The flag of the United States of America consists of 13 equal horizontal stripes of red (top and bottom) alternating with white, with a blue rectangle in the canton bearing 50 small, white, five-pointed stars arranged in nine offset horizontal rows of six stars (top and bottom) alternating with rows of five stars. The 50 stars on the flag represent the 50 U.S. states and the 13 stripes represent the original Thirteen Colonies that rebelled against the British Crown and became the first states in the Union. Nicknames for the flag include the Stars and Stripes, Old Glory, and the Star-Spangled Banner (also the name of the country's official national anthem).
Because of its symbolism, the starred blue canton is called the "union". This part of the national flag can stand alone as a maritime flag called the Union Jack.
The flag of the United States is one of the nation's widely recognized and used symbols. Within the U.S. it is frequently displayed, not only on public buildings, but on private residences, as well as iconically in forms such as decals for car windows, and clothing ornaments such as badges and lapel pins. Throughout the world it is used in public discourse to refer to the U.S., both as a nation state, government, and set of policies, but also as an ideology and set of ideas.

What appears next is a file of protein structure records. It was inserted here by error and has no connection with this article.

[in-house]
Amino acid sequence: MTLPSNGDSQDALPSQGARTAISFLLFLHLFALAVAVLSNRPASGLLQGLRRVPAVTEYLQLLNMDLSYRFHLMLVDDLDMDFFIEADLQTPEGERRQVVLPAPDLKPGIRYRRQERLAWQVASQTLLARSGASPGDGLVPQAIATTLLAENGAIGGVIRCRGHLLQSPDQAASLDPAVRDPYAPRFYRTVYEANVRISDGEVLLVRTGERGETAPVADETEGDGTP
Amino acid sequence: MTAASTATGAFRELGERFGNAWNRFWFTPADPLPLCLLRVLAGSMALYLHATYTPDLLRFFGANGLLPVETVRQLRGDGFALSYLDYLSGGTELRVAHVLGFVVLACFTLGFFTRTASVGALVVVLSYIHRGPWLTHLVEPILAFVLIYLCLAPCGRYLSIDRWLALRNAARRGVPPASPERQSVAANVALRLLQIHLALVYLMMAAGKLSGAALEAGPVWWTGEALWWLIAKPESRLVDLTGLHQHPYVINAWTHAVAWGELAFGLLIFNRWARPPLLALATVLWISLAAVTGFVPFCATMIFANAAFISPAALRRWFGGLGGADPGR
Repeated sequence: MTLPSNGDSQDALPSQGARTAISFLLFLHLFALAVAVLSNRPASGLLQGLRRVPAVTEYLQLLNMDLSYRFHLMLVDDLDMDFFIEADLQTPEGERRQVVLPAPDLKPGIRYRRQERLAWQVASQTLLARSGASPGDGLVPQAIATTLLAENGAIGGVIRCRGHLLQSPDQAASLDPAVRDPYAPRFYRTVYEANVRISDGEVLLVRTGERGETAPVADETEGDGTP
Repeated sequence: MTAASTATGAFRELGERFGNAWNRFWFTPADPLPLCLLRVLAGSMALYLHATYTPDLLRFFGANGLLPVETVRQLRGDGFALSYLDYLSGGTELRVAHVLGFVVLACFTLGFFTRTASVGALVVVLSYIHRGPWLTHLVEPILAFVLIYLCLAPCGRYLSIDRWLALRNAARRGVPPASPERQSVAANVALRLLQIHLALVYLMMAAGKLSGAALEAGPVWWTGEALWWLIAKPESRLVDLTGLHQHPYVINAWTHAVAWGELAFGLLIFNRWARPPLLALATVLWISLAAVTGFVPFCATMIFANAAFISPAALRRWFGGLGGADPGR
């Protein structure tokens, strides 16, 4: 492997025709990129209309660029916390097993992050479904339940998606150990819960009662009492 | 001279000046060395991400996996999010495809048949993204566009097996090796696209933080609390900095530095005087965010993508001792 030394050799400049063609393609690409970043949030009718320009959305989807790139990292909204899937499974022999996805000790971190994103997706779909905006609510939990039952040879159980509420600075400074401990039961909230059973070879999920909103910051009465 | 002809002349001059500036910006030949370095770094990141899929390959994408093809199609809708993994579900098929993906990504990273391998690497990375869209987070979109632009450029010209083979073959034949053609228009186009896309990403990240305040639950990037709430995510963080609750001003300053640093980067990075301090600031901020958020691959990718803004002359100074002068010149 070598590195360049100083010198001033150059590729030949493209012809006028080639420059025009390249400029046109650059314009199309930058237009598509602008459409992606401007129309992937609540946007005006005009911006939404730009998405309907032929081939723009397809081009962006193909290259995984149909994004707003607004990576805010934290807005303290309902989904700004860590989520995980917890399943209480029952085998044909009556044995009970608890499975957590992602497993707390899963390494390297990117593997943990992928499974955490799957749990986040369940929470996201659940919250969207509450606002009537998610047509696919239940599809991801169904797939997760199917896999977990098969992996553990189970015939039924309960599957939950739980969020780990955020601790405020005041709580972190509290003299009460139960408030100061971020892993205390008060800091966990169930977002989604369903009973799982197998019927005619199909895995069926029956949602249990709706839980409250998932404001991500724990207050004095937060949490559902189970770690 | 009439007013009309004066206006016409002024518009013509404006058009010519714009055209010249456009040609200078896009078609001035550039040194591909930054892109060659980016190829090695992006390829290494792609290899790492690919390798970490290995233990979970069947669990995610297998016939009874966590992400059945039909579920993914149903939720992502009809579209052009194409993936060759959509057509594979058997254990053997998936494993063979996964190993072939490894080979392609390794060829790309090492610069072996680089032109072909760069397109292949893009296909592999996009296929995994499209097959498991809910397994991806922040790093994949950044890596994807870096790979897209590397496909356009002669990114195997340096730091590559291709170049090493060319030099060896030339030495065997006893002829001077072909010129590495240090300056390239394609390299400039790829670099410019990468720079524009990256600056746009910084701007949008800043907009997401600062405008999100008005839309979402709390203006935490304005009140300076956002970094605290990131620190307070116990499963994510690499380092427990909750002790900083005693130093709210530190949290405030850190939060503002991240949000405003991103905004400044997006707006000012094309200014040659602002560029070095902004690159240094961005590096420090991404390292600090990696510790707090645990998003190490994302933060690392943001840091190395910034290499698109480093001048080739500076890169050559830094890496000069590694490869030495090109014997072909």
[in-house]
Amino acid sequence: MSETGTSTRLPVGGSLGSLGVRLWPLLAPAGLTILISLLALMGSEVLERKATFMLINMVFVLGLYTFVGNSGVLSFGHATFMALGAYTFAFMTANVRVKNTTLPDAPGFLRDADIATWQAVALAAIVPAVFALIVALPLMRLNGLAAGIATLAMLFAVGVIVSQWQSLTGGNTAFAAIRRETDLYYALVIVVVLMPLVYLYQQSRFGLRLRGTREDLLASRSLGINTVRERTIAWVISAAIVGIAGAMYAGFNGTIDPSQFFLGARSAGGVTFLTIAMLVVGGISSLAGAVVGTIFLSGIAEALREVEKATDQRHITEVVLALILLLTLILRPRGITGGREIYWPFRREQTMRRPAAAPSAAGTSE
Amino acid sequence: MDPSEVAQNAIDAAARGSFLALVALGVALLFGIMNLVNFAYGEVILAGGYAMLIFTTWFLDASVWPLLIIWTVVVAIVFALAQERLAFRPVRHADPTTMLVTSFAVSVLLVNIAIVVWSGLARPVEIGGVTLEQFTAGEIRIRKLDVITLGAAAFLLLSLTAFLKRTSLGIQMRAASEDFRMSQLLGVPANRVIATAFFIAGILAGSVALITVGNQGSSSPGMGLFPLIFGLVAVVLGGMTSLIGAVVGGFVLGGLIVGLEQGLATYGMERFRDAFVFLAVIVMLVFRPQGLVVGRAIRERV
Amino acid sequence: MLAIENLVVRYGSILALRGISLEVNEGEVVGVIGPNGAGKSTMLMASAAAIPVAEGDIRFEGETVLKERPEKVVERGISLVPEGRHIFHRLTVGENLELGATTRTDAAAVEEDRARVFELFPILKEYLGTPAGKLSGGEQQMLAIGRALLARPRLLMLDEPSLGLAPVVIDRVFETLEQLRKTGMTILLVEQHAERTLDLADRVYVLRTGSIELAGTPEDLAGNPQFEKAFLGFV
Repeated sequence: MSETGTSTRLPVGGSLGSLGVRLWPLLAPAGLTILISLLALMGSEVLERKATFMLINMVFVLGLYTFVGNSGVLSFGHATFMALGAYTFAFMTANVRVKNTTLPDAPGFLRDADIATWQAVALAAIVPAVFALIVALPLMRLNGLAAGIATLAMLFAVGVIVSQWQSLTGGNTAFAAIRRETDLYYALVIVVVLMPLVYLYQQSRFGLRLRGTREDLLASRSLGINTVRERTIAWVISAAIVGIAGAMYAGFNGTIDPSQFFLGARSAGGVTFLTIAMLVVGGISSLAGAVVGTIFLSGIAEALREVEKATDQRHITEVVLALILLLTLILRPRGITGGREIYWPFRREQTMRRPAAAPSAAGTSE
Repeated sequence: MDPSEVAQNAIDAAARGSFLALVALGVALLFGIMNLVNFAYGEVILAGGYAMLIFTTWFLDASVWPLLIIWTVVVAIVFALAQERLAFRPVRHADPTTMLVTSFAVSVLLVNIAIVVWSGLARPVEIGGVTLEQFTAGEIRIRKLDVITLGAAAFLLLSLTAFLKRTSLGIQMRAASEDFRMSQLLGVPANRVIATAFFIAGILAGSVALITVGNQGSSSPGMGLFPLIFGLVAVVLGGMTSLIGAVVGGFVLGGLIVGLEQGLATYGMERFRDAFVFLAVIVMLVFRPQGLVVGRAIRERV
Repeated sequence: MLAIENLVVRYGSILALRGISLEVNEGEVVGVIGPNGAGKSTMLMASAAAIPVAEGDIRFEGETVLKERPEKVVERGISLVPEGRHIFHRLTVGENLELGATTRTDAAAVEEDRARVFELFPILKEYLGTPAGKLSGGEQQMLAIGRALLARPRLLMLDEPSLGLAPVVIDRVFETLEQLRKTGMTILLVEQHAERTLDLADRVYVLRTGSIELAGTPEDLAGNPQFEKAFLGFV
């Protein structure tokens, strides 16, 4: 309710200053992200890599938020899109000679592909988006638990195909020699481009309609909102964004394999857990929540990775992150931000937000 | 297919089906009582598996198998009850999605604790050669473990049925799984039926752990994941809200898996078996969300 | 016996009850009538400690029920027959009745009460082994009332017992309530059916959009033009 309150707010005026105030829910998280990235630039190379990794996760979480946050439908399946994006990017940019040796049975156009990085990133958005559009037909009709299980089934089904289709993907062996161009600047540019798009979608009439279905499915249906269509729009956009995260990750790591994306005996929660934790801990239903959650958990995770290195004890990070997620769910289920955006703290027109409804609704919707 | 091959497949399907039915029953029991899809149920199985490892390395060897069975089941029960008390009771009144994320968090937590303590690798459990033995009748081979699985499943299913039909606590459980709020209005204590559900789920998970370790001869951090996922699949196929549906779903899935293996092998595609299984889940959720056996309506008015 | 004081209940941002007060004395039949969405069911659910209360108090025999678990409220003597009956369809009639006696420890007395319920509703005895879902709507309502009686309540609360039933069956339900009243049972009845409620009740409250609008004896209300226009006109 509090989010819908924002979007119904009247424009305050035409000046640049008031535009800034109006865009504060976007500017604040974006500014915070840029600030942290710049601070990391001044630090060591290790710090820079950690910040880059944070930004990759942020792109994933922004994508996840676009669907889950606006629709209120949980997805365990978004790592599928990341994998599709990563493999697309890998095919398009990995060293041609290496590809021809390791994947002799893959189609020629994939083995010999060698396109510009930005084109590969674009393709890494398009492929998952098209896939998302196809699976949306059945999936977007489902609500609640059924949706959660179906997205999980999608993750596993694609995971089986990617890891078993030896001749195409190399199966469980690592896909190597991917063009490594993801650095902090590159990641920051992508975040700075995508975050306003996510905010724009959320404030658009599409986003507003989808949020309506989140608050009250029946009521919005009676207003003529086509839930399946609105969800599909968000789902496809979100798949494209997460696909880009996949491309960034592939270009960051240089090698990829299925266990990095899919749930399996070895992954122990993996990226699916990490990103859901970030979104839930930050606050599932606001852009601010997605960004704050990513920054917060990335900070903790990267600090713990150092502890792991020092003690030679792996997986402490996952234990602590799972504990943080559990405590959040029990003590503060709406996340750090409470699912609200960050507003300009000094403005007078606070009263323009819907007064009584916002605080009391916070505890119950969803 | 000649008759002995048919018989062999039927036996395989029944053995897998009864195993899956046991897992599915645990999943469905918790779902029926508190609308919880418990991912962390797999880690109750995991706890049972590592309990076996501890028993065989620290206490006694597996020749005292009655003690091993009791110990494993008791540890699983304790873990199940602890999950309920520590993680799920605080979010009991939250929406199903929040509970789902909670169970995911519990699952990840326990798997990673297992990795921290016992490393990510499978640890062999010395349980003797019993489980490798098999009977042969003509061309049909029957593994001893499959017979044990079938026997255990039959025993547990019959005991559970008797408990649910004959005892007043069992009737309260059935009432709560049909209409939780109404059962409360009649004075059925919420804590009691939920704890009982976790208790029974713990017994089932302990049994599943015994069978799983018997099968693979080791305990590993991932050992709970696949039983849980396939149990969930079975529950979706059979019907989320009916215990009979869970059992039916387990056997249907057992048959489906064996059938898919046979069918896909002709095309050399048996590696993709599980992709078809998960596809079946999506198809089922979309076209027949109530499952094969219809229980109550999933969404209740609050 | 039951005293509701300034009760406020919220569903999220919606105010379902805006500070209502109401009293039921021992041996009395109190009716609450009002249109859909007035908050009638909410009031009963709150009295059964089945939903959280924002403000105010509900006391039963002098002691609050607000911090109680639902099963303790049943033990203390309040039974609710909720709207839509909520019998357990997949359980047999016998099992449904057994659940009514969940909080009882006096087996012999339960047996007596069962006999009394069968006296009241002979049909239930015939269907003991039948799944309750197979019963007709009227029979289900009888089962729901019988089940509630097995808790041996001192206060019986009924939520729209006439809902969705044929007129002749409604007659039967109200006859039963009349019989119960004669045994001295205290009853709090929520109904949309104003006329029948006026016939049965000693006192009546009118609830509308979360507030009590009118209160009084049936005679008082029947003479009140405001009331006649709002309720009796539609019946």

Many understand the flag to represent the national government established in the U.S. Constitution, the rights of the citizens promised in the Bill of Rights, and perhaps most of all to be a symbol of individual and personal liberty as set forth in the Declaration of Independence. The flag is a complex and contentious symbol, around which emotions run high.
Apart from the numbers of stars and stripes representing the number of current and original states, respectively, and the union with its stars representing a constellation, there is no legally defined symbolism to the colors and shapes on the flag. However, folk theories and traditions abound; for example, that the stripes refer to rays of sunlight and that the stars refer to the heavens, the highest place that a person could aim to reach.